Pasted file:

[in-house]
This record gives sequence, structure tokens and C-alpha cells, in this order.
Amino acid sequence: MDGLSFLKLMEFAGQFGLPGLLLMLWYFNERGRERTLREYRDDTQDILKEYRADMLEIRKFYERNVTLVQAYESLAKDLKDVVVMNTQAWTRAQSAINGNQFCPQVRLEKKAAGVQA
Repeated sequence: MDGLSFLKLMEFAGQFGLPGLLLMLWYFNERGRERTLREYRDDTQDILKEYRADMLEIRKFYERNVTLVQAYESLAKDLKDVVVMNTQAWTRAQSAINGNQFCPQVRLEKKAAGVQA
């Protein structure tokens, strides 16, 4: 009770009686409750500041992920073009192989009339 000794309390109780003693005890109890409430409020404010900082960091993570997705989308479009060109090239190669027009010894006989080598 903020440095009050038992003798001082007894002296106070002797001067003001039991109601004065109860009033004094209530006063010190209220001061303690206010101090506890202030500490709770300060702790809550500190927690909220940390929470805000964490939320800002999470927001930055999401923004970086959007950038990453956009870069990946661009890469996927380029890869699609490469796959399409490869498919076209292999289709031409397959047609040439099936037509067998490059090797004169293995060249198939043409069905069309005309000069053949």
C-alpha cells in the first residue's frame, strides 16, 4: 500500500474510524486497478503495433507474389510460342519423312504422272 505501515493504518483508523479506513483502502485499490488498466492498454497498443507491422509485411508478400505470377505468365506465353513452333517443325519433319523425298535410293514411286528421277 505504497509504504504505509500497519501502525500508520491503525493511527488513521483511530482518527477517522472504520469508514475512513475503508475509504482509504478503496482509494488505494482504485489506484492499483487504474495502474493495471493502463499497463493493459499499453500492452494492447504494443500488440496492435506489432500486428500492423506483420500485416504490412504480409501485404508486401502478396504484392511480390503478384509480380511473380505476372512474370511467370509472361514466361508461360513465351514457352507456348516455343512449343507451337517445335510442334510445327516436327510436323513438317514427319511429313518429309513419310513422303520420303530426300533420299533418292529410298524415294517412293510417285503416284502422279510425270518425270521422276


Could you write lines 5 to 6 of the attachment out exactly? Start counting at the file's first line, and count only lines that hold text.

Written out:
């Protein structure tokens, strides 16, 4: 009770009686409750500041992920073009192989009339 000794309390109780003693005890109890409430409020404010900082960091993570997705989308479009060109090239190669027009010894006989080598 903020440095009050038992003798001082007894002296106070002797001067003001039991109601004065109860009033004094209530006063010190209220001061303690206010101090506890202030500490709770300060702790809550500190927690909220940390929470805000964490939320800002999470927001930055999401923004970086959007950038990453956009870069990946661009890469996927380029890869699609490469796959399409490869498919076209292999289709031409397959047609040439099936037509067998490059090797004169293995060249198939043409069905069309005309000069053949």
C-alpha cells in the first residue's frame, strides 16, 4: 500500500474510524486497478503495433507474389510460342519423312504422272 505501515493504518483508523479506513483502502485499490488498466492498454497498443507491422509485411508478400505470377505468365506465353513452333517443325519433319523425298535410293514411286528421277 505504497509504504504505509500497519501502525500508520491503525493511527488513521483511530482518527477517522472504520469508514475512513475503508475509504482509504478503496482509494488505494482504485489506484492499483487504474495502474493495471493502463499497463493493459499499453500492452494492447504494443500488440496492435506489432500486428500492423506483420500485416504490412504480409501485404508486401502478396504484392511480390503478384509480380511473380505476372512474370511467370509472361514466361508461360513465351514457352507456348516455343512449343507451337517445335510442334510445327516436327510436323513438317514427319511429313518429309513419310513422303520420303530426300533420299533418292529410298524415294517412293510417285503416284502422279510425270518425270521422276